Weighted Linear Combination

Weighted linear combination is the most often used technique for tackling spatial multiattribute decision making. It is a multiattribute procedure based on the concept of a weighted average. The decision maker directly assigns weights of relative importance to each attribute. A total score is then obtained for each alternative by multiplying the importance weigth assigned for each attribute by the scaled value given to the alternative on that attribute, and summing the products over all attributes. When the oval scores are calculated for all the alternatives, the alternative with the highest overall score is chosen. The GIS-based linear combination method involves the following steps:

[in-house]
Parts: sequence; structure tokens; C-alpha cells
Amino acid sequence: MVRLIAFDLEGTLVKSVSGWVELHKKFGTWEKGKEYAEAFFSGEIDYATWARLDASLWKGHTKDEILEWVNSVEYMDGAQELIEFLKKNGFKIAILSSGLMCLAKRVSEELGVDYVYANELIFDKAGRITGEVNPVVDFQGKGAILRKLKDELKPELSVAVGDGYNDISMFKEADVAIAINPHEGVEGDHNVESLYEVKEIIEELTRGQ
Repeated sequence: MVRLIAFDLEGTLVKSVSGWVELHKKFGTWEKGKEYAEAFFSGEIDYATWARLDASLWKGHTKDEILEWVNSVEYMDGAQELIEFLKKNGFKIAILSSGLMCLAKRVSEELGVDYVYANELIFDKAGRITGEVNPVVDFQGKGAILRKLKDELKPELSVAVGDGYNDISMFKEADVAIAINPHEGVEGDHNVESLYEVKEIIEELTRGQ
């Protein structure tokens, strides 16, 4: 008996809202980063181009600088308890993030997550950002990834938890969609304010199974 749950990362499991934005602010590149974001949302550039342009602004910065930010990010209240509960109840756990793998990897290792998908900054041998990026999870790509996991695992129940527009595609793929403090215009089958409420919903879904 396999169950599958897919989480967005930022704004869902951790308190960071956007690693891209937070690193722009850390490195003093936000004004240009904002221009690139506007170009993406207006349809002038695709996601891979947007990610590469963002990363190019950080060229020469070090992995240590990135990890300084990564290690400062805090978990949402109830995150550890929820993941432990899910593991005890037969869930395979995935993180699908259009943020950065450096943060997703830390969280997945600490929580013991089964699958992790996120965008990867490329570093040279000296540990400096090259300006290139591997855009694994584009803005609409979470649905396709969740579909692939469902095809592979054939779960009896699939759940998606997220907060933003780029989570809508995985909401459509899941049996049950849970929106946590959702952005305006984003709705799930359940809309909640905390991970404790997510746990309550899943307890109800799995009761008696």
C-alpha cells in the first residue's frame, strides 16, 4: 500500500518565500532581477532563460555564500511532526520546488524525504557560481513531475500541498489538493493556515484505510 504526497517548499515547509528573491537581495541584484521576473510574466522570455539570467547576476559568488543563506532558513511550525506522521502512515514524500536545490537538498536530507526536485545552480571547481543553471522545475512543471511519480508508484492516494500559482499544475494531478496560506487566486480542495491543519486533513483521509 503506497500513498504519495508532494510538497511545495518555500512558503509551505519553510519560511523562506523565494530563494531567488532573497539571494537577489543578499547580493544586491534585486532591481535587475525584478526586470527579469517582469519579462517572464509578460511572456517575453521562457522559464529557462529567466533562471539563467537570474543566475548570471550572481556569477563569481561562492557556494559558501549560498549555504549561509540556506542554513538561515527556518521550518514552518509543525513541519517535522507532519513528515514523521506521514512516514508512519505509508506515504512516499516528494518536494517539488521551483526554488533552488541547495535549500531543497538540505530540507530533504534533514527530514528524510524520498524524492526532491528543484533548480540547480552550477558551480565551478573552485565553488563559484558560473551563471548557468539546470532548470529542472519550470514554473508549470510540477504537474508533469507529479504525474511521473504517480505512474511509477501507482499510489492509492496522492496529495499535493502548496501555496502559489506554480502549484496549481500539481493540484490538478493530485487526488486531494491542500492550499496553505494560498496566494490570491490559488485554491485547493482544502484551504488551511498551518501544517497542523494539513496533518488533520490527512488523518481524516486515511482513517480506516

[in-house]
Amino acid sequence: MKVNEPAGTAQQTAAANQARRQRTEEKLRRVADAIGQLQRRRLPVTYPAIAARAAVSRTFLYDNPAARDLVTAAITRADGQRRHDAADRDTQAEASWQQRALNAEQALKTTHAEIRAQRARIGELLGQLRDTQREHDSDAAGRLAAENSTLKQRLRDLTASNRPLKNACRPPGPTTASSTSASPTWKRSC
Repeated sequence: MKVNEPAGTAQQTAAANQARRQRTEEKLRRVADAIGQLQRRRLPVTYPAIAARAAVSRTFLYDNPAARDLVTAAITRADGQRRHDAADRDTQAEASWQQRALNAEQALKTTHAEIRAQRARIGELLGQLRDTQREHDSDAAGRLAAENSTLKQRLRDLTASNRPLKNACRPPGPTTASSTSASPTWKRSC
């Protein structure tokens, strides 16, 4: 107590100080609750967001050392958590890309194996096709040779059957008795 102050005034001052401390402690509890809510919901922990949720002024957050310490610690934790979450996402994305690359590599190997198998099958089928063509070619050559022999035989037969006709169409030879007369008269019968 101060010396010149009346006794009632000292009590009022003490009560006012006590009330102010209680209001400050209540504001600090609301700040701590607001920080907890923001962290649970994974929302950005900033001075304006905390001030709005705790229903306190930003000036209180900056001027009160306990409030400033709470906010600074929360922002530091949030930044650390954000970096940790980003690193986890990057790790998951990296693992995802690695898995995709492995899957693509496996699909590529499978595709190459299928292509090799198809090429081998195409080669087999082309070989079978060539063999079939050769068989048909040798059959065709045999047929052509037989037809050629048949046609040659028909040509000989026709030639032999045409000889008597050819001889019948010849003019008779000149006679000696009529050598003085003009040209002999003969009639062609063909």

1. Define the set of evaluation criteria (map layers) and the set fo feasible alternatives.
2. Standardize each criterion map layer.
3. Define the criterion weights; that is, a weight of relative importance is directly assigned to each criterion map.
4. Construct the weighted standardized map layers; that is, multiply standardized map layers by the corresponding weights.
5. Generate the overall score for each alternative using the add overlay operation on the weighted standardized map layers.
6. Rank the alternatives according to the overall performance scores; the alternative with the highest score (rank) is the best alternative.

The weighted linear combination method can be operationalized using any GIS system having overlay capabilities. The overlay techniques allow the evaluation criterion map layers (input maps) to be aggregated to determine the composite map layer (output maps). The method can be implemented in both raster and vector GIS environments.

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References

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